It is the most exacting of surgical skills: tying a knot deep inside a patient's abdomen, pivoting long graspers through keyhole incisions with no direct view of the thread. Trainee surgeons typically require 60 to 80 hours of practice, but in a mock-up operating theatre outside Cambridge, a non-medic with just a few hours of experience is expertly wielding a hook-shaped needle – in this case stitching a square of pink sponge rather than an artery or appendix. The feat is performed with the assistance of Versius, the world's smallest surgical robot, which could be used in NHS operating theatres for the first time later this year if approved for clinical use. Versius is one of a handful of advanced surgical robots that are predicted to transform the way operations are performed by allowing tens or hundreds of thousands more surgeries each year to be carried out as keyhole procedures. "The vast majority of patients, despite all the advantages of minimal-access surgery, are still getting open surgery, because so few surgeons have the skills," said Mark Slack, head of gynaecology at Addenbrooke's hospital, Cambridge, and co-founder of CMR Surgical, the company behind Versius.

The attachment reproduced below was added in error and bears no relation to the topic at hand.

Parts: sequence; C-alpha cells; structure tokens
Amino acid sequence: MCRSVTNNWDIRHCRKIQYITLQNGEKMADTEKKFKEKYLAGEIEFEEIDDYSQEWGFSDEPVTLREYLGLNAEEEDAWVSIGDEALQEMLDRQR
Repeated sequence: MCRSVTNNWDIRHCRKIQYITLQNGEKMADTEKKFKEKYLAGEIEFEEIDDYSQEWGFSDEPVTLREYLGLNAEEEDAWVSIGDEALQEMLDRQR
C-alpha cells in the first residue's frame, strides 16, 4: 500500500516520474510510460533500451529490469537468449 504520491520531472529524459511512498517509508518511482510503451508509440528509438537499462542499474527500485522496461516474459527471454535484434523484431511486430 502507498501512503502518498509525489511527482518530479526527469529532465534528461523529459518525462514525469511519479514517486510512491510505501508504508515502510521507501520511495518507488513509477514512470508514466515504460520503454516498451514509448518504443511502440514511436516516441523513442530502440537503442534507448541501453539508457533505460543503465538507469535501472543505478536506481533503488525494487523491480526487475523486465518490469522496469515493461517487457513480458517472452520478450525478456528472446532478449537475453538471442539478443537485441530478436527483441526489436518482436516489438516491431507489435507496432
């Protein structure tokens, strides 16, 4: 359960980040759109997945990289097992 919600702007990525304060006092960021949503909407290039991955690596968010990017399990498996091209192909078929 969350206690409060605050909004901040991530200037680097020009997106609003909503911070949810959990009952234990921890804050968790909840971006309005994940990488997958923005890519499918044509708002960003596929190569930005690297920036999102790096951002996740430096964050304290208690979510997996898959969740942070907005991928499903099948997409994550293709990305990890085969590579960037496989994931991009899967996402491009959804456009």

Jul-4-2018, 15:55:52 GMT